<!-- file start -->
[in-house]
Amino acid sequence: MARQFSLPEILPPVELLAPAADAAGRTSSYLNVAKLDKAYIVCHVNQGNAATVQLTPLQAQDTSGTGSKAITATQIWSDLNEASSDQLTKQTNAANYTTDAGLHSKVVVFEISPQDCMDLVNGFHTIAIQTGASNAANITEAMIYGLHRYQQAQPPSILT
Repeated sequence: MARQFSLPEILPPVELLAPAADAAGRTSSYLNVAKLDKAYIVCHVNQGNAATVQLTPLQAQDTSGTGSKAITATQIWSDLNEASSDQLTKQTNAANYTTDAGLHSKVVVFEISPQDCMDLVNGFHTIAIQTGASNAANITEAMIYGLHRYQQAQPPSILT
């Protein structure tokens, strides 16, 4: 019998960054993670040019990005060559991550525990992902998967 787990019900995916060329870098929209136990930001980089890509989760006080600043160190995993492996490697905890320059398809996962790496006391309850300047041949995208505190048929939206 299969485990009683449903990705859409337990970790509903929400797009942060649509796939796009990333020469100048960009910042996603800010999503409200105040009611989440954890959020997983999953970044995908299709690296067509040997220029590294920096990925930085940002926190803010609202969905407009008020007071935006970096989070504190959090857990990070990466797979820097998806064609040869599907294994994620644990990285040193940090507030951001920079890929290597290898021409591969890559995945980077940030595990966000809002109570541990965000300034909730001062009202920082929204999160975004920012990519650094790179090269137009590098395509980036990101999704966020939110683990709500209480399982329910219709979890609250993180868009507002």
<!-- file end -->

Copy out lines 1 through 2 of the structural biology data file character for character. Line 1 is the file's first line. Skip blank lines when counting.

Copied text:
[in-house]
Amino acid sequence: MARQFSLPEILPPVELLAPAADAAGRTSSYLNVAKLDKAYIVCHVNQGNAATVQLTPLQAQDTSGTGSKAITATQIWSDLNEASSDQLTKQTNAANYTTDAGLHSKVVVFEISPQDCMDLVNGFHTIAIQTGASNAANITEAMIYGLHRYQQAQPPSILT